29. May 2016 · Comments Off on 3,400 Miles Under My Saddle – Heading Home · Categories: 2016 Ride

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Heather, Austen, Tate and I want to thank everyone for the generous contributions to help find a cure for Crohn’s and Colitis and supporting us in our cross-country journey these past few weeks. We will continue to work towards a cure and be advocates for those with this disease. We couldn’t have undertaken this journey without all of you! Our intent is to drive research so that Austen and others with the disease will have a better quality of life. You have all contributed to that goal.

This morning we were up by 5:00 AM Eastern to get ahead of the rain. It was a beautiful calm morning and I was excited to ride the Virginia Capital Trail and the Colonial Parkway through the Colonial National Historical Park to Yorktown. The route followed the Civil War Trail and standing looking out on some of the battlefields with the fog lifting created an image of what it must have been like in those peaceful moments before battle.

It certainly gave me a sense of how the country was shaped by defining moments in many of those Virginia fields. Lots of history here and Heather and I both agree that it is a place to come back to and explore.

The James River Park System in Richmond and the trail system in Yorktown are really incredible and an asset to those communities both from a tourism perspective and from a health and wellness standpoint. Even though I had an early start, there were lots of people out walking, running and cycling. The trail system is first rate with smooth, wide pavement and solid wood bridges over the low wetlands common in the area.

IMG_2245 200It was very easy to make good time this morning in the cool temperatures, no traffic and easy terrain. There were two turtles on the trail I had to navigate. The first was a large one with a shell probably 10 inches across. I gave him the right of way as he crawled along with purpose.

Further up the trail there was a smaller box turtle that saw or maybe felt me coming before I saw him. I had zoned out and was only looking a few feet ahead of me when he came into sight so I had to make some quick manoeuvres and just barely missed him.

He was standing as tall as he could with his neck straight up and when I was inches away he sucked everything in and I am sure I could hear him hold his breath until I made it by. He is probably telling the story of a Canadian almost flattening on his peaceful Sunday morning walk.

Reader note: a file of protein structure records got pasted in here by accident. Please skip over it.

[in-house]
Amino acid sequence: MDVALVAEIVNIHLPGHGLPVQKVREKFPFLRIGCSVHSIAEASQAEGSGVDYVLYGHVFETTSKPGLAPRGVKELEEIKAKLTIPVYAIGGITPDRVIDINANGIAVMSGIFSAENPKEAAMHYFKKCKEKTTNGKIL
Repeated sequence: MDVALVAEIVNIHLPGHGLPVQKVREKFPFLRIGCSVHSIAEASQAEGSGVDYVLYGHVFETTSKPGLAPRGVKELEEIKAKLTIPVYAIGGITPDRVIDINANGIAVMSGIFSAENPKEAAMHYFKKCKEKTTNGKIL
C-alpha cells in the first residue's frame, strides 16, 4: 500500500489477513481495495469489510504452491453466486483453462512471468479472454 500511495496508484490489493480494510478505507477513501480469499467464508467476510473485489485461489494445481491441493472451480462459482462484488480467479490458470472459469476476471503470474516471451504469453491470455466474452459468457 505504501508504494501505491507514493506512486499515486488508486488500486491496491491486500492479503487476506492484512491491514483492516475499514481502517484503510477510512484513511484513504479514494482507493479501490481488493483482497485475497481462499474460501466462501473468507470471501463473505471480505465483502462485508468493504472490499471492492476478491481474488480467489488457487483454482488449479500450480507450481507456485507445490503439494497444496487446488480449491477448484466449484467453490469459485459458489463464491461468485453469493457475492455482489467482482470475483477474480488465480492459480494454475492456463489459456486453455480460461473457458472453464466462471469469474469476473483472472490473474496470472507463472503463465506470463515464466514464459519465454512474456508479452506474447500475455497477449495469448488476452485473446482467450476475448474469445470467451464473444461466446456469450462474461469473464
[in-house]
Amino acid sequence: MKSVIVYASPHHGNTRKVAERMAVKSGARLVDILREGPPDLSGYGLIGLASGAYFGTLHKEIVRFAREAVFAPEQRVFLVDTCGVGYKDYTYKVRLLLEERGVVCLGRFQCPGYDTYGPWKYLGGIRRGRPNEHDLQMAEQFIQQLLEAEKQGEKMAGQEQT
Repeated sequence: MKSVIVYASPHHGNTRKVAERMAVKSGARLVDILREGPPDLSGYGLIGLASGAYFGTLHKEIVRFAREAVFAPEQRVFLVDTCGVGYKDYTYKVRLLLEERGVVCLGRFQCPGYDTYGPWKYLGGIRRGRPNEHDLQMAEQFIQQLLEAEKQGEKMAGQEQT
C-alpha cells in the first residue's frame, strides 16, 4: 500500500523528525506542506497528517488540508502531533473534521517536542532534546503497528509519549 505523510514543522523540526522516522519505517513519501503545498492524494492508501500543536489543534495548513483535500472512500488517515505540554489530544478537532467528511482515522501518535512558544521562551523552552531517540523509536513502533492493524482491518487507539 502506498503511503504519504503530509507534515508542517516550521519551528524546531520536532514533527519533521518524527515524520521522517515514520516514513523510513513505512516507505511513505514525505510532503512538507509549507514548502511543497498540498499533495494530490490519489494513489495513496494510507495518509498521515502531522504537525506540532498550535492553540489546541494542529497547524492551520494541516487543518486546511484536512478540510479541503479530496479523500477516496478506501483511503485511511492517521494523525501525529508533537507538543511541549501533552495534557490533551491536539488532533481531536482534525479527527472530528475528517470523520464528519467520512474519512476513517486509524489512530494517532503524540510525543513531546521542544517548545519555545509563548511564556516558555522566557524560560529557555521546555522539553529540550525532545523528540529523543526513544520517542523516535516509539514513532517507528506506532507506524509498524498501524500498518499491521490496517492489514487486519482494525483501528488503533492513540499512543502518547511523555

It took me a bit of time to connect from the Capital Trail to the Colonial Parkway. It was seamless but I wasn’t paying attention. The first bit of the Colonial Trail was along a large inlet of Chesapeake Bay. Mostly wetlands so there was lots of activity as local birds were getting their breakfast. It was an amazing nature area and very peaceful.

Tunnel (01) 200Further along into Williamsburg I had to take a detour as cyclists were not allowed in the Colonial Parkway Tunnel. It was a nice detour right through the heart of old town. There were lots of people and some of the roads I needed to take were closed to motor vehicles. I felt bad for some of the tourists as I was so intent on my destination I didn’t slow down much as they jumped out of my way.

IMG_1666 200After Williamsburg I had a short 13 miles and as I dropped down out of the trees and to the coast that smell of the Atlantic confirmed that I was close to the end.

A quick peddle into town and a selfie at the national monument. All the roads were closed to motor vehicles so Heather couldn’t get close so I headed off to meet her at the beach and to take a ceremonial photo of dipping my tires into the Atlantic.

We just made it in time before the rain started. We didn’t stay long and started to make our way back to San Antonio. I am sure there will be lots of reflection on our way home … it was a fantastic venture and adventure.

The last 80 miles on trails reminded me of living in Victoria, British Columbia, Canada – the most liberal province in Canada. We only had one car so I would ride my bicycle to work. The city had converted all the old rail beds into paved trails so my commute for years was along the cycle highway called the Galloping Goose Trail.

We also set a standard that all government buildings had to be equipped with change rooms and showers to promote activity. Nothing like cycling in and out of work to clear your mind. I often worked in Vancouver so my day would start with a cycle into work, shower and then a short work down to the dock to get on a float plane or helicopter to take me across the Salish Sea to Vancouver … at the end of the day I would reverse the trip.

We also made lots of family memories cycling those trails. We spent time as a family exploring when the boys were young. We even had a couple of Scout cycling trips and I remember when Austen was about 10 he received a new bike for his birthday and cycled to work with me that day to try it out. What a treat cycling was today!

As guest in the United States, it was a real pleasure to take a slow trip across the country and see some of the sights and meet people from different regions. We are amazed at the patriotism and we now have a better understanding of the great parts of the U.S. We also saw very humble circumstances that caused us to reflect on how grateful we are with the opportunities we have and the support of so many great people.

We just arrived in Savannah, Georgia to have a late dinner with Austen as he prepares for his final week of school. Tomorrow, Heather and I will make the long trip back to San Antonio, Texas and then back to work Tuesday although I may be a few minutes late.

Thanks to everyone for a very memorable May 2016! Until the next adventure …


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